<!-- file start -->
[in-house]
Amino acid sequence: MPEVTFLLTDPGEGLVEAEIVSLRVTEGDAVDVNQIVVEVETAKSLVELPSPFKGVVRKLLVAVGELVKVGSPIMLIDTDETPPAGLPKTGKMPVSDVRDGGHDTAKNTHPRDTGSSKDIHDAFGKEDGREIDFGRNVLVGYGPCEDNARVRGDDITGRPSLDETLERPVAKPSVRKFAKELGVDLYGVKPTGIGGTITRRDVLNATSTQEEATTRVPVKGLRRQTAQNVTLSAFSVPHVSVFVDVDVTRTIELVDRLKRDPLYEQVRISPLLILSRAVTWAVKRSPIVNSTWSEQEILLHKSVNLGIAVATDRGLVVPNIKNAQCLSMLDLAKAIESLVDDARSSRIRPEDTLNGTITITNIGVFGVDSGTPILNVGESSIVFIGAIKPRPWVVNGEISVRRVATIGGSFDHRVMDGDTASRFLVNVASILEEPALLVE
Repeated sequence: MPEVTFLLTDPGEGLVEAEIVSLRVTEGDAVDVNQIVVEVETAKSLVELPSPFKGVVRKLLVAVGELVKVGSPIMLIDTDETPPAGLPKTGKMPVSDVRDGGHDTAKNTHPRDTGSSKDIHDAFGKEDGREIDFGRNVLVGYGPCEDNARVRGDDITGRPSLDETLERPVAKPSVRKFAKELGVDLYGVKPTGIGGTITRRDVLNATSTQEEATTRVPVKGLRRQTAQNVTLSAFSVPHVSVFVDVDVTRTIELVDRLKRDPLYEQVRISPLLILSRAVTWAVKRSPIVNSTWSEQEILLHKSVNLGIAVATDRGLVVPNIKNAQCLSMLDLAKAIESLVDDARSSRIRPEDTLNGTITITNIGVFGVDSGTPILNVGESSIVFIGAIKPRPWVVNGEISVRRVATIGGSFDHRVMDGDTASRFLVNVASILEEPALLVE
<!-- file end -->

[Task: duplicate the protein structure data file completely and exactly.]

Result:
[in-house]
Amino acid sequence: MPEVTFLLTDPGEGLVEAEIVSLRVTEGDAVDVNQIVVEVETAKSLVELPSPFKGVVRKLLVAVGELVKVGSPIMLIDTDETPPAGLPKTGKMPVSDVRDGGHDTAKNTHPRDTGSSKDIHDAFGKEDGREIDFGRNVLVGYGPCEDNARVRGDDITGRPSLDETLERPVAKPSVRKFAKELGVDLYGVKPTGIGGTITRRDVLNATSTQEEATTRVPVKGLRRQTAQNVTLSAFSVPHVSVFVDVDVTRTIELVDRLKRDPLYEQVRISPLLILSRAVTWAVKRSPIVNSTWSEQEILLHKSVNLGIAVATDRGLVVPNIKNAQCLSMLDLAKAIESLVDDARSSRIRPEDTLNGTITITNIGVFGVDSGTPILNVGESSIVFIGAIKPRPWVVNGEISVRRVATIGGSFDHRVMDGDTASRFLVNVASILEEPALLVE
Repeated sequence: MPEVTFLLTDPGEGLVEAEIVSLRVTEGDAVDVNQIVVEVETAKSLVELPSPFKGVVRKLLVAVGELVKVGSPIMLIDTDETPPAGLPKTGKMPVSDVRDGGHDTAKNTHPRDTGSSKDIHDAFGKEDGREIDFGRNVLVGYGPCEDNARVRGDDITGRPSLDETLERPVAKPSVRKFAKELGVDLYGVKPTGIGGTITRRDVLNATSTQEEATTRVPVKGLRRQTAQNVTLSAFSVPHVSVFVDVDVTRTIELVDRLKRDPLYEQVRISPLLILSRAVTWAVKRSPIVNSTWSEQEILLHKSVNLGIAVATDRGLVVPNIKNAQCLSMLDLAKAIESLVDDARSSRIRPEDTLNGTITITNIGVFGVDSGTPILNVGESSIVFIGAIKPRPWVVNGEISVRRVATIGGSFDHRVMDGDTASRFLVNVASILEEPALLVE